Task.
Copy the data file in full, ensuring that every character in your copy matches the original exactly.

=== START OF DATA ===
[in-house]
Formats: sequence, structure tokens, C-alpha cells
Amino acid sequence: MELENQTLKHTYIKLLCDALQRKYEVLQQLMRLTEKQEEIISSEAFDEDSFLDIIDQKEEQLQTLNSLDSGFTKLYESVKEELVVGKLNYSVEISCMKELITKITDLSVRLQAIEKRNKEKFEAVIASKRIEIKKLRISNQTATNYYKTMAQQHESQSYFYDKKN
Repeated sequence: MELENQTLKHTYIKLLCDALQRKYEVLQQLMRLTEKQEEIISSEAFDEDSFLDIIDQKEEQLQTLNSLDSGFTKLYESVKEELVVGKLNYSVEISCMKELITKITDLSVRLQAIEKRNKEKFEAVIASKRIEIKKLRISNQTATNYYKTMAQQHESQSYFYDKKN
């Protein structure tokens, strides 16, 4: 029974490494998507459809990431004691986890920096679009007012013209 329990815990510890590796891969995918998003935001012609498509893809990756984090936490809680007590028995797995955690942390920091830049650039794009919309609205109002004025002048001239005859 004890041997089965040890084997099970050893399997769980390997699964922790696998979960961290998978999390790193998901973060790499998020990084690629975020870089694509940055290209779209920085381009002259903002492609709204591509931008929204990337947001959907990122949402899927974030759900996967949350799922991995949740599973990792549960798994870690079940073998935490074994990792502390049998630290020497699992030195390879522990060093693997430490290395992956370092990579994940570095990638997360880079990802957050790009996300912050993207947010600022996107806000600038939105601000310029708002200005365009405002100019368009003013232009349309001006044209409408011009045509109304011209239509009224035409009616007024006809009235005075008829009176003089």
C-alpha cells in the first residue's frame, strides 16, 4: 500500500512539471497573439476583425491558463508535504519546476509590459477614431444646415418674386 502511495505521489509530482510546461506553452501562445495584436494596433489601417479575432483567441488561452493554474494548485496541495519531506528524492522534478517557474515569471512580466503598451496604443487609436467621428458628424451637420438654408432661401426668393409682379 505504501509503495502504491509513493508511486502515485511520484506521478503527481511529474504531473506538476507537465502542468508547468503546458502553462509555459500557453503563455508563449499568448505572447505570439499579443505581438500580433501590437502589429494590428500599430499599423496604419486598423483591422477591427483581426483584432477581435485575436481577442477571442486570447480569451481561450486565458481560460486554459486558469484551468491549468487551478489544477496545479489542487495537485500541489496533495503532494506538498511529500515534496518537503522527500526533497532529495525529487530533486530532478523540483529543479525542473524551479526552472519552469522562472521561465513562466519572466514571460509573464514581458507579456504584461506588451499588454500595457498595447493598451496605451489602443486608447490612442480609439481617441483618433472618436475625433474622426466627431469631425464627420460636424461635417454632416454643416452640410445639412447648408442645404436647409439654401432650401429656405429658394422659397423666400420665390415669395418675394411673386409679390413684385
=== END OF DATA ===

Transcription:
[in-house]
Formats: sequence, structure tokens, C-alpha cells
Amino acid sequence: MELENQTLKHTYIKLLCDALQRKYEVLQQLMRLTEKQEEIISSEAFDEDSFLDIIDQKEEQLQTLNSLDSGFTKLYESVKEELVVGKLNYSVEISCMKELITKITDLSVRLQAIEKRNKEKFEAVIASKRIEIKKLRISNQTATNYYKTMAQQHESQSYFYDKKN
Repeated sequence: MELENQTLKHTYIKLLCDALQRKYEVLQQLMRLTEKQEEIISSEAFDEDSFLDIIDQKEEQLQTLNSLDSGFTKLYESVKEELVVGKLNYSVEISCMKELITKITDLSVRLQAIEKRNKEKFEAVIASKRIEIKKLRISNQTATNYYKTMAQQHESQSYFYDKKN
């Protein structure tokens, strides 16, 4: 029974490494998507459809990431004691986890920096679009007012013209 329990815990510890590796891969995918998003935001012609498509893809990756984090936490809680007590028995797995955690942390920091830049650039794009919309609205109002004025002048001239005859 004890041997089965040890084997099970050893399997769980390997699964922790696998979960961290998978999390790193998901973060790499998020990084690629975020870089694509940055290209779209920085381009002259903002492609709204591509931008929204990337947001959907990122949402899927974030759900996967949350799922991995949740599973990792549960798994870690079940073998935490074994990792502390049998630290020497699992030195390879522990060093693997430490290395992956370092990579994940570095990638997360880079990802957050790009996300912050993207947010600022996107806000600038939105601000310029708002200005365009405002100019368009003013232009349309001006044209409408011009045509109304011209239509009224035409009616007024006809009235005075008829009176003089």
C-alpha cells in the first residue's frame, strides 16, 4: 500500500512539471497573439476583425491558463508535504519546476509590459477614431444646415418674386 502511495505521489509530482510546461506553452501562445495584436494596433489601417479575432483567441488561452493554474494548485496541495519531506528524492522534478517557474515569471512580466503598451496604443487609436467621428458628424451637420438654408432661401426668393409682379 505504501509503495502504491509513493508511486502515485511520484506521478503527481511529474504531473506538476507537465502542468508547468503546458502553462509555459500557453503563455508563449499568448505572447505570439499579443505581438500580433501590437502589429494590428500599430499599423496604419486598423483591422477591427483581426483584432477581435485575436481577442477571442486570447480569451481561450486565458481560460486554459486558469484551468491549468487551478489544477496545479489542487495537485500541489496533495503532494506538498511529500515534496518537503522527500526533497532529495525529487530533486530532478523540483529543479525542473524551479526552472519552469522562472521561465513562466519572466514571460509573464514581458507579456504584461506588451499588454500595457498595447493598451496605451489602443486608447490612442480609439481617441483618433472618436475625433474622426466627431469631425464627420460636424461635417454632416454643416452640410445639412447648408442645404436647409439654401432650401429656405429658394422659397423666400420665390415669395418675394411673386409679390413684385